“In such a case …[land rent]… it would be no violation of the principles on which private property is grounded, if the state should appropriate this increase of wealth, or part of it, as it arises. This would not properly be taking anything from anybody; it would merely be applying an accession of wealth, created by circumstances, to the benefit of society, instead of allowing it to become an unearned appendage to the riches of a particular class.”

Ricardo and Smith were mainly writing about an agrarian economy. But the law of rent applies equally in developed urban areas as the famous Land Value Tax campaigner Henry George argued in his best-selling text ‘Progress and Poverty’. Once all the un-owned land is occupied, economic rent then becomes determined by locational value. Thus the rise of communications technology and globalisation has not meant ‘the end of distance’ as some predicted. Instead, it has driven the economic pre-eminence of a few cities that are best connected to the global economy and offer the best amenities for the knowledge workers and entrepreneurs of the digital economy. The scarcity of these locations has fed a long boom in the value of land in those cities.

Neoclassical economics and the obfuscation of land

The classical economists were ‘political’ in the sense that they saw a key role for the state and in particular taxation in preventing the institution of private property from constraining economic development via rent. But at the turn of the nineteenth century, a group of economists began to develop a new kind of economics, based upon universal scientific laws of supply and demand and free of normative judgements concerning power and state intervention. Land’s uniqueness as an input to production was lost along the way.

John Bates Clark was one of the leading American economists of the time and recognised as the founder of neoclassical capital theory. He argued that Ricardo’s law of rent generated from the marginal productivity of land applied equally to capital and labour. It mattered little what the intrinsic properties of the factors of production were and it was better to consider them ‘…as business men conceive of it, abstractly, as a sum or fund of value in productive uses… the earnings of these funds constitute in each case a differential gain like the product of land.’ (Bates Clark 1891: 144-145)

Clark developed the notion of an all-encompassing ‘fund’ of ‘pure capital’ that is homogeneous across land, labour and capital goods. From this rather fuzzy concept, developed marginal productivity theory. Land still exists in the short-run in this approach – and indeed in microeconomics textbooks – when it is generally assumed that some factors may be fixed. For example, you cannot immediately build a new factory or develop a new product to respond to new demands or changes in technology. But in the long run – which is what counts when thinking about equilibrium – all factors of production will be subject to the same variable marginal returns. All factors can be reduced to equivalent physical quantities – if a firm adds an additional unit of labour, capital good or land to its production process, it will be homogeneous to all previous units.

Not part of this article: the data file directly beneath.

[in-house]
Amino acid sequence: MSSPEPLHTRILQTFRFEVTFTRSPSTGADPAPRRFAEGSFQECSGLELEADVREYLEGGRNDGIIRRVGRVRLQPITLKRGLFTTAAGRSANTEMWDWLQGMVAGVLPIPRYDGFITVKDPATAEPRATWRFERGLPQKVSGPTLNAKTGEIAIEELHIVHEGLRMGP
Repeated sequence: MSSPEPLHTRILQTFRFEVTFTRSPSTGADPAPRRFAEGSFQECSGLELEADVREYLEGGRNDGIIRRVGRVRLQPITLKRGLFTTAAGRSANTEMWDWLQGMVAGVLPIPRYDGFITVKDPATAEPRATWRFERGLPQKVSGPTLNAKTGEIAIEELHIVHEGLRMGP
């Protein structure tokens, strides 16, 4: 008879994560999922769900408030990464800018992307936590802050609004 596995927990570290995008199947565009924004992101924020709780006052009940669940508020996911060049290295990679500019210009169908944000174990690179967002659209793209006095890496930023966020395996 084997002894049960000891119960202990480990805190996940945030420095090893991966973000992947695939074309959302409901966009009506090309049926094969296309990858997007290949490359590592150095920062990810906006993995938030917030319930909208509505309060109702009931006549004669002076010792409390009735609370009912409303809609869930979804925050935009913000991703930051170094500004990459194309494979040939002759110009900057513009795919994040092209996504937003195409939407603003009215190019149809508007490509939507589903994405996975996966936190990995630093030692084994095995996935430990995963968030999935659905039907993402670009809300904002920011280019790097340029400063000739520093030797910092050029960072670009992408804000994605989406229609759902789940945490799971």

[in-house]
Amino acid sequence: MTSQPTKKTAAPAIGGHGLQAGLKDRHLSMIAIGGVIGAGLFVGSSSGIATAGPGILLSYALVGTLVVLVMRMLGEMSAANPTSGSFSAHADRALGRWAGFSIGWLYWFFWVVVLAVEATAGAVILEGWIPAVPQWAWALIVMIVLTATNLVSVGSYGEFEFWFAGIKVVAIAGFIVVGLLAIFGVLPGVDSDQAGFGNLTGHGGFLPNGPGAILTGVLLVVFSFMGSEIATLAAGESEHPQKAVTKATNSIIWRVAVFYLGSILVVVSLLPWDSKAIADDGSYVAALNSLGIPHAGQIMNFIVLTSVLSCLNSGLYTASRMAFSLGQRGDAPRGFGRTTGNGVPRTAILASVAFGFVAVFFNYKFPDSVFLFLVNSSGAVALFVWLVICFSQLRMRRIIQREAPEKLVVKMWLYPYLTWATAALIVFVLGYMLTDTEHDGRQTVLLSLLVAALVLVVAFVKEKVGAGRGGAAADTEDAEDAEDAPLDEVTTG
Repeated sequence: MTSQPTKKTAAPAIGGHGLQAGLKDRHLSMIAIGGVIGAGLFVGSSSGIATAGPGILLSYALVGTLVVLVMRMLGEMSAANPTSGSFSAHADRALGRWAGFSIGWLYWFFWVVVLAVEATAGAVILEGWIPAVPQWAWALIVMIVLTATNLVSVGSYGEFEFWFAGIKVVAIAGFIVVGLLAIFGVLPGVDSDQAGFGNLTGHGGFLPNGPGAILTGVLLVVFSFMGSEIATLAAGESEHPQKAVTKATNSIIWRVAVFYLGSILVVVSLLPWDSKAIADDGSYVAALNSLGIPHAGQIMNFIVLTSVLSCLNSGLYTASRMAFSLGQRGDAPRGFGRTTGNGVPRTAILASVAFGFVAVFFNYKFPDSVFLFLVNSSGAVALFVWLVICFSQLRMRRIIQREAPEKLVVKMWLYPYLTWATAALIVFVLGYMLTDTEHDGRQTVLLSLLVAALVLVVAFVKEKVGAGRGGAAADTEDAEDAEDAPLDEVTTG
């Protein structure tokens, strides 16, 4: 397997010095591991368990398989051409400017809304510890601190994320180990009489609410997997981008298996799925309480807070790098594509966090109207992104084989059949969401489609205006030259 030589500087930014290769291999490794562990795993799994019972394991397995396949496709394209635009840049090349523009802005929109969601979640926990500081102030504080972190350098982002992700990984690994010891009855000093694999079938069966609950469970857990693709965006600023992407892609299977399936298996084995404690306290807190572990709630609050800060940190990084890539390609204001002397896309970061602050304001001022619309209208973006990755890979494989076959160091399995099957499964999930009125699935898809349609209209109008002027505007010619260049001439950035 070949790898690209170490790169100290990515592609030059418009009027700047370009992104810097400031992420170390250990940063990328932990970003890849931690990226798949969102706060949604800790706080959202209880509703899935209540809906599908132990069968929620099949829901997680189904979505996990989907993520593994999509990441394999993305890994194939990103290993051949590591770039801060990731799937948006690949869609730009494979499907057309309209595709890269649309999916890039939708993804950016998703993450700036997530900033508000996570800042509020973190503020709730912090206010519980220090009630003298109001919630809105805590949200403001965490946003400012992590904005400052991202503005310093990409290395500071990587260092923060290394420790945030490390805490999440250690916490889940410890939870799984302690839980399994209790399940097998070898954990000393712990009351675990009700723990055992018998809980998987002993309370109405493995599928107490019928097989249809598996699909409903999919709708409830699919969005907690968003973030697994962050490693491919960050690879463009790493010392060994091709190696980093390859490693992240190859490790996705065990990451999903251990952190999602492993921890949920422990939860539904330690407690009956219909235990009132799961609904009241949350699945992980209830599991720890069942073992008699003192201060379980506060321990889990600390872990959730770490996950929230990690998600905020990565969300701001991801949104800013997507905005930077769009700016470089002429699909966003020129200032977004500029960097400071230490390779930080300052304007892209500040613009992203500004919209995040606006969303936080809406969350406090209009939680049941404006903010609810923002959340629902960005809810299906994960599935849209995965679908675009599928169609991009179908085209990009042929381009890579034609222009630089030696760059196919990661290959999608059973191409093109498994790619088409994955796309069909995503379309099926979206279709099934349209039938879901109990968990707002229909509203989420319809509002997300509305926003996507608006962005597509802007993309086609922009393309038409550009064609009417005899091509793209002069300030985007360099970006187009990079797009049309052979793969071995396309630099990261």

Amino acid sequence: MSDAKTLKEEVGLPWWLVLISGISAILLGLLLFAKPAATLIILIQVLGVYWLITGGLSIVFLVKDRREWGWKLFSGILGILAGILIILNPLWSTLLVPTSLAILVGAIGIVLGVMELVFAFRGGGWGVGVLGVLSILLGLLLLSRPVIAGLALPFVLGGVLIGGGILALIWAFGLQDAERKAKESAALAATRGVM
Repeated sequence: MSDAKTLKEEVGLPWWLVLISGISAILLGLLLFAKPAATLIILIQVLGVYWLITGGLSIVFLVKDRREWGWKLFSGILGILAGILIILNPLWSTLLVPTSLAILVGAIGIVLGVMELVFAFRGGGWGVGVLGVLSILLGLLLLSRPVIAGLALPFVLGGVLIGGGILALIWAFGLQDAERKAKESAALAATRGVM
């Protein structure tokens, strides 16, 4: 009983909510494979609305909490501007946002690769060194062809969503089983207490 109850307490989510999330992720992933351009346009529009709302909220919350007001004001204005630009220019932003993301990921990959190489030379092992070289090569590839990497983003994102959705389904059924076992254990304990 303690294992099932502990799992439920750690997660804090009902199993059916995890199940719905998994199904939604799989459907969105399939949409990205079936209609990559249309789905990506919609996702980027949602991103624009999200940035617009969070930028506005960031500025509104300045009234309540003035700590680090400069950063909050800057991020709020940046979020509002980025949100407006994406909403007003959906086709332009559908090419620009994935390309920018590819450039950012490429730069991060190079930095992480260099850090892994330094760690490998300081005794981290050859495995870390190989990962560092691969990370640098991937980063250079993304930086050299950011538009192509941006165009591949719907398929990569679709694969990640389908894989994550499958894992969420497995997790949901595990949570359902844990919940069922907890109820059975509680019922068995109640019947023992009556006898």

Early 20th Century English and American economists adopted and developed Clark’s theory in to a comprehensive theory of distribution of income and economic growth that eventually usurped political economy approaches. Clark’s work became the basis for the seminal neoclassical ‘two-factor’ growth models of the 1930s developed by Roy Harrod and Bob Solow. Land –defined as locational space – is absent from such macroeconomic models.

The reasons for this may well be political. Mason Gaffney, an American land economist and scholar of Henry George, has argued that Bates Clark and his followers received substantial financial support from corporate and landed interests who were determined to prevent George’s theories gaining credibility out of concerns that their wealth would be wittled away via a land tax. In contrast, theories of land rent and taxation never found an academic home. In addition, George, primarily a campaigner and journalist, never managed to forge an allegiance with American socialists who were more focused on taxing the profits of the captains of industry and the financial sector.